At high sonication frequencies (almost 2 MHz), nerve temperature elevation was an adequate explanation of our observations. We indirectly verified a thermal mechanism underlying FUS nerve blockade since water bath heating of the nerve resulted in a similar temperature versus action potential curve, and cooling of the nerve increased the power requirements. Our results are consistent with published observations (Lele 1963) showing that 2.7 MHz and 0.9 MHz burst sonications of a nerve in absorbing fluid caused a conduction block identical to a thermally-induced block at temperatures between 41 and 45 °C. Although transient auditory nerve block has also been demonstrated during fever in three children (Starr et al. 1998) the exact mechanism how temperature elevation causes the reversible inhibition of the action potential is not completely understood. It has been proposed that temperature-induced changes in the kinetics of ion channels can explain the transient temperature induced conduction block.Xu and Pollock (1994) explained that the rise in temperature both increases the rate of activation and inactivation of the sodium channels. Since the impact on the inactivation is larger the temperature increase eventually resulting in Na+ inactivation and K+ activation encroach on Na+ activation time. This causes the repolarization to occur before there is sufficient sodium current to generate a propagating pulse. This could explain the delay seen in the reduction of action potential after the sonication (figure 2).
At the lower frequency of 0.661 MHz (a frequency suitable for trans-skull sonications), the action potential reduction was reached at approximately 5 °C lower temperatures, indicating additional, non-thermal mechanisms may be in play. The cooling of the nerve to 9°C did not change the required intensity at the lower frequency, but protected the nerve from losing the action potential completely at the higher frequency. This supports the observation that there must also be a non-thermal mechanism in in vitro nerve inhibition. In fact, an in vitro brain slice study (Bachtold et al. 1998) that used 500 kHz bursts, repeated at the frequency of 200kHz, found an approximately 30% depression of nerve signaling that was only partially explained by temperature elevation. Perhaps the large (0.25 mm in diameter) thermocouple probe used in that study may have recorded lower than actual tissue temperature due to thermal conduction along the probe in the steep thermal gradients present in the experimental setting (Samulski et al. 1985).
In our experiments, the mechanism of the non-thermal effect was not clear. Histology observations indicated mechanical damage to part of some of the nerves exposed at 0.661 MHz. Thus, limited cavitation caused by trapped microbubbles may have been responsible for this added effect, either by increasing the local microscopic temperature (and increasing the local radiation-force-mediated mechanical force on the nerve), or inducing direct mechanical damage by shock waves caused by the collapsing bubbles. Although we tried to avoid the possibility of cavitation in the surrounding fluid by carefully degassing the Ringer’s solution, there may have been enough gas to permit cavitation at the high intensities used in these experiments. Therefore, we would expect that the lower frequency would produce only thermal effects in vivo, where the gas bubbles are not present, since the sonication intensities would likely be below the inertial cavitation threshold in brain (Vykhodtseva et al. 1995).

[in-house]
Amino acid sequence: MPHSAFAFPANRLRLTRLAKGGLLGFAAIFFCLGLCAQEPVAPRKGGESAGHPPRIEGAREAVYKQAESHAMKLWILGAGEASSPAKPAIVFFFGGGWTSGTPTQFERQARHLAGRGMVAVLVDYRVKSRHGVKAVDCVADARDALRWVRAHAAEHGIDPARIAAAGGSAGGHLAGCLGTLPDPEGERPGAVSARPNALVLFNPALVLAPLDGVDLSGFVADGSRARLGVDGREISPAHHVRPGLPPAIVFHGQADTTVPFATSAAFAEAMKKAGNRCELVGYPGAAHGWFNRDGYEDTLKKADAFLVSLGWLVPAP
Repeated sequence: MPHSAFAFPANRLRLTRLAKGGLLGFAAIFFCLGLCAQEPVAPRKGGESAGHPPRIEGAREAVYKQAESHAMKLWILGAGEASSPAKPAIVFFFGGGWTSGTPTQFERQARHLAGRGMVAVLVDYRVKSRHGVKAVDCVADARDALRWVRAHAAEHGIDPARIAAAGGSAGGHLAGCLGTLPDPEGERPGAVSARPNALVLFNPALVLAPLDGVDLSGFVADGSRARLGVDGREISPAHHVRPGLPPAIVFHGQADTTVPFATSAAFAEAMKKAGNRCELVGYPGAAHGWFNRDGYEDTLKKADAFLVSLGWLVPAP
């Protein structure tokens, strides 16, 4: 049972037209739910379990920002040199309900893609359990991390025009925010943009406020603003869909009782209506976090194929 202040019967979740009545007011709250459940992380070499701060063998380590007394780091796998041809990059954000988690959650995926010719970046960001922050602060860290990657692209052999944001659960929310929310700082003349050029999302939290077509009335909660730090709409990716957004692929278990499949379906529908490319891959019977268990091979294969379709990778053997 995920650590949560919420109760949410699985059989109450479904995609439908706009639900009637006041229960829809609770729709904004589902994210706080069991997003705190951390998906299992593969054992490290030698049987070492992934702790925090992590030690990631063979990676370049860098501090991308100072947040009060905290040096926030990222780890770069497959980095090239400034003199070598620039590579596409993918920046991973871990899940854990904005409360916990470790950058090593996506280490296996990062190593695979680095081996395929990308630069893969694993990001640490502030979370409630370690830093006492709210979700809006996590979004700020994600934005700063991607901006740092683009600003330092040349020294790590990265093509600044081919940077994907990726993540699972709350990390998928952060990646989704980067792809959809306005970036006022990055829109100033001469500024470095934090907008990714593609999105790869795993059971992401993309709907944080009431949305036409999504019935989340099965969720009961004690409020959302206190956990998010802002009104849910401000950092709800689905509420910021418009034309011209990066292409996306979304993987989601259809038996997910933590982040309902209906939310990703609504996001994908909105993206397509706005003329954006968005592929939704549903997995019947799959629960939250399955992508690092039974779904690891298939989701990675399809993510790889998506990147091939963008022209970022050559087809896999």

The burst sonications produced a small initial increase (see also (Currier et al. 1978;Foley et al. 2007)) and then reduction in the action potential that was proportional to the reduced time average power and induced temperature elevation. These results differ from a published one (Mihran et al. 1990) that demonstrated modification of the electrical excitability (enhancement and depression) of frog sciatic nerve by FUS bursts of 0.5 ms, at the intensity of 100–800 W/cm2 over frequencies of 2–7 MHz without significant temperature elevation. These authors suggested that an activation of stretch-sensitive ionic channels (through conformational changes due to membrane tension) by the radiation pressure was responsible for these effects. Importantly, these authors did not use degassed fluid around the nerve, thus cavitation in the liquid may explain at least part of the deviation from our results. This explanation is partially supported by a shock wave study (pressure amplitudes up to over 100 MPa, duration of ~ 2 μs) that induced compound action potentials similar to those generated by electrical stimulation in frog sciatic nerve (Schelling et al. 1994). Bio-effects of shock waves on nerves were induced mostly when gas bubbles were present in the surrounding fluid.
Gavrilov et al, (1996) reviewed studies investigating the feasibility of the use of focused ultrasound for stimulation of the superficial and deep-seated receptor structures of humans and animals. They proposed that the main effect of focused ultrasound in stimulating neural structures is mechanical force that could produce a change in membrane potential resulting in the stimulation of neural structures.